Power posing is always in style. So we were excited to see it featured in The New York Times Fashion & Style section this weekend in the article “Amy Cuddy takes a stand.” In a glowing article about the wide influence of her TED Talk (watch: Your body language shapes who you are), the writer […]Continue reading
Why you should listen
Amy Cuddy wasn’t supposed to become a successful scientist. In fact, she wasn’t even supposed to finish her undergraduate degree. Early in her college career, Cuddy suffered a severe head injury in a car accident, and doctors said she would struggle to fully regain her mental capacity and finish her undergraduate degree.
But she proved them wrong. Today, Cuddy is a professor and researcher at Harvard Business School, where she studies how nonverbal behavior and snap judgments affect people from the classroom to the boardroom. And her training as a classical dancer (another skill she regained after her injury) is evident in her fascinating work on "power posing" -- how your body position influences others and even your own brain.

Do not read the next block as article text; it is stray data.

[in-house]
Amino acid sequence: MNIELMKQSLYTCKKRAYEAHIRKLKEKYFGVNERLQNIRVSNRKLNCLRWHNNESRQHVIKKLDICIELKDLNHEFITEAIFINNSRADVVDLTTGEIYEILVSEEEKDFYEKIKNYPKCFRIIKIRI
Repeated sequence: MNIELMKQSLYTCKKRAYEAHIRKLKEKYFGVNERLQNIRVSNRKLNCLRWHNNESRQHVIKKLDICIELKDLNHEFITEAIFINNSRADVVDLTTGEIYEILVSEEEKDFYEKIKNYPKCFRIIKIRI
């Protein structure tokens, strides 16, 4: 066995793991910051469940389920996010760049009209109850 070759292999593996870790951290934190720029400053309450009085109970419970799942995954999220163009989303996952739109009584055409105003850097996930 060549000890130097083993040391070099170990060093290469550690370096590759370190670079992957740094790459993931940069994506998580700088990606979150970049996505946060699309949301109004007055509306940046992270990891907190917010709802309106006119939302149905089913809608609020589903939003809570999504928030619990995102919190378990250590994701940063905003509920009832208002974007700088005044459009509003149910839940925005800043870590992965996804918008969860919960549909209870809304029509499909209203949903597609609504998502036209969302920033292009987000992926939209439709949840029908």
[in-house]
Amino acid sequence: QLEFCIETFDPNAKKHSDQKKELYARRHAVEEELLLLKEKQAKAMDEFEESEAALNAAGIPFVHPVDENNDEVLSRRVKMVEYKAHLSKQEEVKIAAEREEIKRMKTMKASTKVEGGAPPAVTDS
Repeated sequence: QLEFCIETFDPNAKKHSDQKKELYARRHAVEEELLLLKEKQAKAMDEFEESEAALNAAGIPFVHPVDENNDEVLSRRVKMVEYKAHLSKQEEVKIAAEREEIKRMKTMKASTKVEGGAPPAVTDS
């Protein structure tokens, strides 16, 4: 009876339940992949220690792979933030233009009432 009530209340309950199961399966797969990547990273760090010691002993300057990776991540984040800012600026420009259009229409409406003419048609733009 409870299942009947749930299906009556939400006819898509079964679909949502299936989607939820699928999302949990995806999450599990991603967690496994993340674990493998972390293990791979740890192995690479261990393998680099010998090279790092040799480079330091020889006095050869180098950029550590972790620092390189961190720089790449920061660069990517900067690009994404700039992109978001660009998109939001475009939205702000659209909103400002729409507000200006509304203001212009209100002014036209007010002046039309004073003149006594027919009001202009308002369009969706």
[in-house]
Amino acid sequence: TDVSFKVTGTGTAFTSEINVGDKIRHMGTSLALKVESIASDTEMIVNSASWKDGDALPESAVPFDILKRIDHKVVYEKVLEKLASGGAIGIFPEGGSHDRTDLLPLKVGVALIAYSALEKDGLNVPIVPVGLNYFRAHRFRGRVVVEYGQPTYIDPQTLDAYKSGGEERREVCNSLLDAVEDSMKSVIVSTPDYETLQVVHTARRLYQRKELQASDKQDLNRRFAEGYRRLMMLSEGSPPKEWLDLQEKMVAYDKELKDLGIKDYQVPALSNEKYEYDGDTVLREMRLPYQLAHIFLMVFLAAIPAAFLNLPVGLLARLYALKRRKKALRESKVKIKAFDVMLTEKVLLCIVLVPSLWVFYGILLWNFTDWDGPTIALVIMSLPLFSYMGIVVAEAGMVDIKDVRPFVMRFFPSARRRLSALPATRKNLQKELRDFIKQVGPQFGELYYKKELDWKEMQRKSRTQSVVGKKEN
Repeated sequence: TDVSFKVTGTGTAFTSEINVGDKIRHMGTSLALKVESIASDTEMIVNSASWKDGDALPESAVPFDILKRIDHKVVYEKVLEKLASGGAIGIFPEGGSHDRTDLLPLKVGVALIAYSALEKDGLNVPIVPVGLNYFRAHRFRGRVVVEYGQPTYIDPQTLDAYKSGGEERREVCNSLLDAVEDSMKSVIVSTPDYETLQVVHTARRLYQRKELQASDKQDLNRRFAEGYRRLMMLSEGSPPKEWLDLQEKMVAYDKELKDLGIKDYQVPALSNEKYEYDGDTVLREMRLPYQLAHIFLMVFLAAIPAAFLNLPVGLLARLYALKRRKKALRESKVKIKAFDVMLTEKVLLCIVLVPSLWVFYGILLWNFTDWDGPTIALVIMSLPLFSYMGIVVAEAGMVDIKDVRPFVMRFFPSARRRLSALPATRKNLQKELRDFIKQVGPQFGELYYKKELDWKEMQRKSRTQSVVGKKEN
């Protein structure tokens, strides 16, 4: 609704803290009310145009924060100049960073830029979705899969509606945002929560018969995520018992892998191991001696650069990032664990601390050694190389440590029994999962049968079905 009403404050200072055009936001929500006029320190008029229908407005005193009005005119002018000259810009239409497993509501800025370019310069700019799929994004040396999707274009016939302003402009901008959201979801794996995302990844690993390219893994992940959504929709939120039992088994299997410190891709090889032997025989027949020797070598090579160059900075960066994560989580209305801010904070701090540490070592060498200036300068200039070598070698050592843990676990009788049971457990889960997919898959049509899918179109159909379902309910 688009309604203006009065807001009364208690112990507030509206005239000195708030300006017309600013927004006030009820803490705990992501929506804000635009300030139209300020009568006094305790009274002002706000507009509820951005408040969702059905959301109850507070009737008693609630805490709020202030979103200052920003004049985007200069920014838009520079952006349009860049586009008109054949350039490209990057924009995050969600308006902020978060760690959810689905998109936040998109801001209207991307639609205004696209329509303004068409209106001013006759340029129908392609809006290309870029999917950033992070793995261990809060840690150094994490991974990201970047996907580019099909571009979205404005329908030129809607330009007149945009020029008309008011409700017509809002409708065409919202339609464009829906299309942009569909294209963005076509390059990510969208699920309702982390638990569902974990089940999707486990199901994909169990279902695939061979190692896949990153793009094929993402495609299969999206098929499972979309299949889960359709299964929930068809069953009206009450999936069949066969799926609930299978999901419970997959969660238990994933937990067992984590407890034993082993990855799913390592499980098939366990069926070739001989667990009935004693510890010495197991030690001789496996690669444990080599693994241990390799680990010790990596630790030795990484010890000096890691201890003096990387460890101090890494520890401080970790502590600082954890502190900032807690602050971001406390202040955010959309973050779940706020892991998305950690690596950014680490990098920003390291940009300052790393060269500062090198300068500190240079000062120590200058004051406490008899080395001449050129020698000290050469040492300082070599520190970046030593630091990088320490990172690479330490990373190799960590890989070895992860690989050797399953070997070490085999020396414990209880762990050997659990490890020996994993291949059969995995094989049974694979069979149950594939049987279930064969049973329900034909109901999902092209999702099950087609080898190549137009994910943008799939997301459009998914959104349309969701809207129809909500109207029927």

What others say
“Using a few simple tweaks to body language, Harvard researcher Amy Cuddy discovers ways to help people become more powerful.” — TIME Game Changers, March 19, 2012
Amy Cuddy’s TED talk
How a two-minute tactic from a TED Talk helped Manish Dayal crystallize his character in The Hundred-Foot Journey
In The Hundred-Foot Journey, a young chef named Hassan transcends the kitchen of his family’s boisterous Indian restaurant, charms the icy proprietress of the Michelin-starred French restaurant across the street, and tries his hand at becoming a top chef in Paris. The story unfolds over the course of years, and actor Manish Dayal came up […]Continue reading
Power poses, idea technologies and the Internet’s birthday: A recap of “Where are we now?” All-Stars Session 3 at TED2014
By Liz Jacobs and Ben Lillie Taking stock of our moment in history helps us better understand ourselves, our societies and the present moment itself — which often gets lost in the temptation to look backwards or forwards. And at TED2014: The Next Chapter we’re doing plenty of both. But we’re also designating this All-Stars […]Continue reading